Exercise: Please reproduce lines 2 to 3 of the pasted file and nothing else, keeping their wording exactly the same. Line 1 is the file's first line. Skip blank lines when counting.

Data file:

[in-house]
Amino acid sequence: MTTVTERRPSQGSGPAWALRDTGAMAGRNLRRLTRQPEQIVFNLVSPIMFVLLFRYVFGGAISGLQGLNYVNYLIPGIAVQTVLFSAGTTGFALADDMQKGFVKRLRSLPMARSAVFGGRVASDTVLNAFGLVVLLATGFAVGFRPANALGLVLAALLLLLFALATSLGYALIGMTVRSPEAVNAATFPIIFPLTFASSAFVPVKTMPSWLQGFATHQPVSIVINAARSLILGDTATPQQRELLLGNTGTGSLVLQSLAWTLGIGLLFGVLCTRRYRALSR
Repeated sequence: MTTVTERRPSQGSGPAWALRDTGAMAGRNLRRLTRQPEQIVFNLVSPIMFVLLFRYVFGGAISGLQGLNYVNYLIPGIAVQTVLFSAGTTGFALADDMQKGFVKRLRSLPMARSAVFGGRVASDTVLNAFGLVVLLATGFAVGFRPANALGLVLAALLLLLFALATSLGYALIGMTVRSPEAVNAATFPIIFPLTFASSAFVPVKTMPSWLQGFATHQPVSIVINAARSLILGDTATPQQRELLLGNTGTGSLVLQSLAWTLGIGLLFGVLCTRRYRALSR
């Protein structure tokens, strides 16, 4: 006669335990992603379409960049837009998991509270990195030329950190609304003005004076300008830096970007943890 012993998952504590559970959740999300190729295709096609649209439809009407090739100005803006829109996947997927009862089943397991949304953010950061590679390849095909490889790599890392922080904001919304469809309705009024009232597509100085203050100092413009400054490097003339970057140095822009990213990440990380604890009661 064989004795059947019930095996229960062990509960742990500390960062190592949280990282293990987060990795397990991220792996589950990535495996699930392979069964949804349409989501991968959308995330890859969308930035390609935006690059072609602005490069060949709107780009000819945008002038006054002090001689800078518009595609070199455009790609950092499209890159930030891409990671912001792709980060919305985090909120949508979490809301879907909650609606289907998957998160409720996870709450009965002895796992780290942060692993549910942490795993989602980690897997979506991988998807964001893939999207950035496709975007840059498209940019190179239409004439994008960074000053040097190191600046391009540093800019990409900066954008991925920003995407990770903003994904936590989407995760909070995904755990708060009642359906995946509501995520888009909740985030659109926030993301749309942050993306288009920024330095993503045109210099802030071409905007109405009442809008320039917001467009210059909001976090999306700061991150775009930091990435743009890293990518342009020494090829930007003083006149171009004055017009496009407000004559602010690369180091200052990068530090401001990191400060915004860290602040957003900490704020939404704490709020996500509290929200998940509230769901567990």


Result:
Amino acid sequence: MTTVTERRPSQGSGPAWALRDTGAMAGRNLRRLTRQPEQIVFNLVSPIMFVLLFRYVFGGAISGLQGLNYVNYLIPGIAVQTVLFSAGTTGFALADDMQKGFVKRLRSLPMARSAVFGGRVASDTVLNAFGLVVLLATGFAVGFRPANALGLVLAALLLLLFALATSLGYALIGMTVRSPEAVNAATFPIIFPLTFASSAFVPVKTMPSWLQGFATHQPVSIVINAARSLILGDTATPQQRELLLGNTGTGSLVLQSLAWTLGIGLLFGVLCTRRYRALSR
Repeated sequence: MTTVTERRPSQGSGPAWALRDTGAMAGRNLRRLTRQPEQIVFNLVSPIMFVLLFRYVFGGAISGLQGLNYVNYLIPGIAVQTVLFSAGTTGFALADDMQKGFVKRLRSLPMARSAVFGGRVASDTVLNAFGLVVLLATGFAVGFRPANALGLVLAALLLLLFALATSLGYALIGMTVRSPEAVNAATFPIIFPLTFASSAFVPVKTMPSWLQGFATHQPVSIVINAARSLILGDTATPQQRELLLGNTGTGSLVLQSLAWTLGIGLLFGVLCTRRYRALSR